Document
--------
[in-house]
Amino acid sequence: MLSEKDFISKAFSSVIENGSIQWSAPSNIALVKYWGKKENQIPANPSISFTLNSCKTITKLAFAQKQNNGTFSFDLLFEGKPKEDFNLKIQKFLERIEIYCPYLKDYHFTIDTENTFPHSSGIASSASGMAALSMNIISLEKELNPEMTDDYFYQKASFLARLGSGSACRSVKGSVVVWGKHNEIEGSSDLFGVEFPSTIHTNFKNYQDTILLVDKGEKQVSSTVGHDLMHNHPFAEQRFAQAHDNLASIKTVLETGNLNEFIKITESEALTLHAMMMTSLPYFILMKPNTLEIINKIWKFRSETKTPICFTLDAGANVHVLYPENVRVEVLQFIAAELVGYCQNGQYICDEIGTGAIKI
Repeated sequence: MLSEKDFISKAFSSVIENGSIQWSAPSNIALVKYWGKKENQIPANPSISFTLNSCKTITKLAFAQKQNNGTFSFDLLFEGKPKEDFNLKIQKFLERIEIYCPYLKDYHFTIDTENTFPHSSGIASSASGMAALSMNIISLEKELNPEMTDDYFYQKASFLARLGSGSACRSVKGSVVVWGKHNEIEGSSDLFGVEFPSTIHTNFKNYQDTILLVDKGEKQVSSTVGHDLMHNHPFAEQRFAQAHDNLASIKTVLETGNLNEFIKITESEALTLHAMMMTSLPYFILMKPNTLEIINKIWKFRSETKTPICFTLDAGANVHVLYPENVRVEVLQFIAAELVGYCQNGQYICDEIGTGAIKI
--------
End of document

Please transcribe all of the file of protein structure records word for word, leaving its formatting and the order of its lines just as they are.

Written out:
[in-house]
Amino acid sequence: MLSEKDFISKAFSSVIENGSIQWSAPSNIALVKYWGKKENQIPANPSISFTLNSCKTITKLAFAQKQNNGTFSFDLLFEGKPKEDFNLKIQKFLERIEIYCPYLKDYHFTIDTENTFPHSSGIASSASGMAALSMNIISLEKELNPEMTDDYFYQKASFLARLGSGSACRSVKGSVVVWGKHNEIEGSSDLFGVEFPSTIHTNFKNYQDTILLVDKGEKQVSSTVGHDLMHNHPFAEQRFAQAHDNLASIKTVLETGNLNEFIKITESEALTLHAMMMTSLPYFILMKPNTLEIINKIWKFRSETKTPICFTLDAGANVHVLYPENVRVEVLQFIAAELVGYCQNGQYICDEIGTGAIKI
Repeated sequence: MLSEKDFISKAFSSVIENGSIQWSAPSNIALVKYWGKKENQIPANPSISFTLNSCKTITKLAFAQKQNNGTFSFDLLFEGKPKEDFNLKIQKFLERIEIYCPYLKDYHFTIDTENTFPHSSGIASSASGMAALSMNIISLEKELNPEMTDDYFYQKASFLARLGSGSACRSVKGSVVVWGKHNEIEGSSDLFGVEFPSTIHTNFKNYQDTILLVDKGEKQVSSTVGHDLMHNHPFAEQRFAQAHDNLASIKTVLETGNLNEFIKITESEALTLHAMMMTSLPYFILMKPNTLEIINKIWKFRSETKTPICFTLDAGANVHVLYPENVRVEVLQFIAAELVGYCQNGQYICDEIGTGAIKI